The releaseÂ Wednesday of files seized in the 2011 Abbottabad raid on Osama bin Ladenâs hideout has prompted renewed attention to the former al-Qaeda leader. Bin Laden was killed by U.S. forces in the raid six years ago, but his al-Qaeda legacy is still the subject of public debate and expert analysis, despite the emergence of an arguably more powerful rival group, the Islamic State.
Its leader, Abu Bakr al-Baghdadi, has been declared dead several times now, although theÂ group recently released an audio fileÂ meant to prove that he is still alive.Â But even if the reports of Baghdadiâs death turned out to beÂ true at some point,Â would it really matter as much as the killing ofÂ bin Laden did? Probably not.
Bin Laden may have been involved in the day-to-day operations of al-Qaeda prior to 9/11, but he subsequently spent the vast majority of his life as the worldâs most wanted terrorist in the role of a more symbolic figure and recruiter-in-chief. Bin Laden worked on a broad strategy for the group, mostly relying on his own public profile and status within the global jihadist movement to pressure associated groups into following his guidance.
In contrast, Baghdadi has made only few public remarks. Those comments may have galvanized the hard-core supporters but the groupâs real attraction to the many foreigners who joined the movementÂ were the slick propaganda videos or social media accounts of fighters.
TheÂ Islamic State has also prepared for the possible death of Baghdadi for years, researchers believe. âThe Islamic Stateâs organizational structure has been built to ensure that Baghdadiâs death would not deal a significant blow to the groupâs operations, with a relatively broad network of commanders and likely a succession structure in place with some depth,âÂ said Otso Iho,Â a senior analyst with IHS Janeâs Terrorism and Insurgency Center.
âThere is a reason why heÂ hasnât been featured that much in the groupâs propaganda â they are aware that if they put too much emphasis on one individual who can be killed, the entire organization could suffer as a result,â said Charlie Winter, a senior researcher with Londonâs International Center for the Study of Radicalization who specializes in the groupâs propaganda.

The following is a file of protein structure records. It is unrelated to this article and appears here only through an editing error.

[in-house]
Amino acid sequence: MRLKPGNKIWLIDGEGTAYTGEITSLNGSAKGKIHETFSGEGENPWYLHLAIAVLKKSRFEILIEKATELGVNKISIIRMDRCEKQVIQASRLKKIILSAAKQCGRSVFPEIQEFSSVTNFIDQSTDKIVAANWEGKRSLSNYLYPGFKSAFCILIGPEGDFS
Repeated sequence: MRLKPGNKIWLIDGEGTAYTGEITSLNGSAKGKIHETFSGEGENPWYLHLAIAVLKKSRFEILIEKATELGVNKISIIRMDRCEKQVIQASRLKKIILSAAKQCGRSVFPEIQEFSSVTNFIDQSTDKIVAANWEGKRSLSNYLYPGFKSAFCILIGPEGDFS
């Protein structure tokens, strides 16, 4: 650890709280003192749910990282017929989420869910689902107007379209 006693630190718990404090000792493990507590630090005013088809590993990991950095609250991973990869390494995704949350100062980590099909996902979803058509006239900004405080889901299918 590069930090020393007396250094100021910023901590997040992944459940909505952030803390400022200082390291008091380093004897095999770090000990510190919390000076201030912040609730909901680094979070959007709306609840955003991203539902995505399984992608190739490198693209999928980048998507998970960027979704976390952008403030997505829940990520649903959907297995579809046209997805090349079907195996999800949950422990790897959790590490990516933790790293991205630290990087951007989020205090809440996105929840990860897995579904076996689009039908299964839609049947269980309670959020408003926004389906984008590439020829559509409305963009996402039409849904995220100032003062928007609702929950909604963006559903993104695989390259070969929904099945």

To understand why, look at the history of the Islamic State. Its forerunner, known as al-Qaeda in Iraq, was founded by the late Abu Musab al-Zarqawi more than a decade ago. As its name implies, it was linked with bin Laden.
By the time Baghdadi took the reins of what was left of al-Qaeda in Iraq in 2010,Â bin Laden was more of an ideological leaderÂ than an operational day-to-day manager, whose messagesÂ took weeks or months to reach their destinations for security reasons. When the U.S. killed bin Laden in 2011, it came as a huge setback for global jihadist movements who had looked up to him for advice. It also disrupted al-QaedaÂ which atÂ the time mostly consisted of various splinter groups that were more or less loosely connected.
âSometimes, the removal of a leader can causeÂ a substantial degradation of a group,â said Raffaello Pantucci, the director for International Security Studies at Britainâs Royal United Services Institute. The Taliban, for example,Â covered upÂ the death of their leader Mullah Omar for two years until 2015 out of fear that the group would break apart.
âBut in most cases, a leaderâs deathÂ only speeds upÂ the rise of even more radical successors,â said Pantucci. This was the case with the killing of bin Laden, which opened a path forÂ new leaders and the creation of new radical splinter groups no longer bound by his influence. That included Baghdadiâs group, which soon gained momentum in Iraq and Syria, then already embroiled in its own civil war.
Within two years of bin Ladenâs death, the Islamic State was carrying out a revitalized and arguably even-more-toxic strain of Islamist terrorism both in the Middle East and around the world. In addition to launching attacks in the West, it gained allegiance of other groups in countries like Libya and Nigeria.
The Islamic State was soon described by U.S. officials as being more dangerous than al-Qaeda. Yet despite being named caliph of an actual territory, Baghdadi, never reached bin Ladenâs status within the global jihadist movement, and is unlikely to ever do.
Baghdadiâs greatest achievement was the creation of physical territory he dubbed the Islamic State, but with that mostly gone, so goes his legacy. Bin Laden, on the other hand, will always be known as the man who took violent radical Islam and spread it across the world.